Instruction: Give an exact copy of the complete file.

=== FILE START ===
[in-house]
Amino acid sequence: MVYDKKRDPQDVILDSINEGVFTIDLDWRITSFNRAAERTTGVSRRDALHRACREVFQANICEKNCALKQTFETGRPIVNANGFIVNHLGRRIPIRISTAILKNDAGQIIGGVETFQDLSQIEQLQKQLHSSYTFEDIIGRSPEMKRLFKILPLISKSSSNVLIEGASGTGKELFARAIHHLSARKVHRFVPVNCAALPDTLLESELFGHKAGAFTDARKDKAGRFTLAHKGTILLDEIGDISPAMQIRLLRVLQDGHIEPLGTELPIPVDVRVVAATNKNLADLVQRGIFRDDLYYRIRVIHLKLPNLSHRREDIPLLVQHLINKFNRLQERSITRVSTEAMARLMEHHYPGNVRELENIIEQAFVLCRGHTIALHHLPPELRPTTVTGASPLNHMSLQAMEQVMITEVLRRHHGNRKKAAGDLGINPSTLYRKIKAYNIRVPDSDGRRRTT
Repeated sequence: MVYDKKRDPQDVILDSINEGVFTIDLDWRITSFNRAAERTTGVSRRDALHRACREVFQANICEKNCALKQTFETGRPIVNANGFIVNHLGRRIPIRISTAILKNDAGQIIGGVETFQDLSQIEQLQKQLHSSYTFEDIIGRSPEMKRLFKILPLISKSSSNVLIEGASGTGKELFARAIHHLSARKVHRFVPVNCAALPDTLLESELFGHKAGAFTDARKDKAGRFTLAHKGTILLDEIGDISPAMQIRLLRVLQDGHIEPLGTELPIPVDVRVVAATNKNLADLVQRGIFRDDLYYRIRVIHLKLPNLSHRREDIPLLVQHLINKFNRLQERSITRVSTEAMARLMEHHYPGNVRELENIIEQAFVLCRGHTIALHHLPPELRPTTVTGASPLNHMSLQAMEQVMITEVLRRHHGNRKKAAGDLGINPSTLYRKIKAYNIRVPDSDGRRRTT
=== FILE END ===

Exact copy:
[in-house]
Amino acid sequence: MVYDKKRDPQDVILDSINEGVFTIDLDWRITSFNRAAERTTGVSRRDALHRACREVFQANICEKNCALKQTFETGRPIVNANGFIVNHLGRRIPIRISTAILKNDAGQIIGGVETFQDLSQIEQLQKQLHSSYTFEDIIGRSPEMKRLFKILPLISKSSSNVLIEGASGTGKELFARAIHHLSARKVHRFVPVNCAALPDTLLESELFGHKAGAFTDARKDKAGRFTLAHKGTILLDEIGDISPAMQIRLLRVLQDGHIEPLGTELPIPVDVRVVAATNKNLADLVQRGIFRDDLYYRIRVIHLKLPNLSHRREDIPLLVQHLINKFNRLQERSITRVSTEAMARLMEHHYPGNVRELENIIEQAFVLCRGHTIALHHLPPELRPTTVTGASPLNHMSLQAMEQVMITEVLRRHHGNRKKAAGDLGINPSTLYRKIKAYNIRVPDSDGRRRTT
Repeated sequence: MVYDKKRDPQDVILDSINEGVFTIDLDWRITSFNRAAERTTGVSRRDALHRACREVFQANICEKNCALKQTFETGRPIVNANGFIVNHLGRRIPIRISTAILKNDAGQIIGGVETFQDLSQIEQLQKQLHSSYTFEDIIGRSPEMKRLFKILPLISKSSSNVLIEGASGTGKELFARAIHHLSARKVHRFVPVNCAALPDTLLESELFGHKAGAFTDARKDKAGRFTLAHKGTILLDEIGDISPAMQIRLLRVLQDGHIEPLGTELPIPVDVRVVAATNKNLADLVQRGIFRDDLYYRIRVIHLKLPNLSHRREDIPLLVQHLINKFNRLQERSITRVSTEAMARLMEHHYPGNVRELENIIEQAFVLCRGHTIALHHLPPELRPTTVTGASPLNHMSLQAMEQVMITEVLRRHHGNRKKAAGDLGINPSTLYRKIKAYNIRVPDSDGRRRTT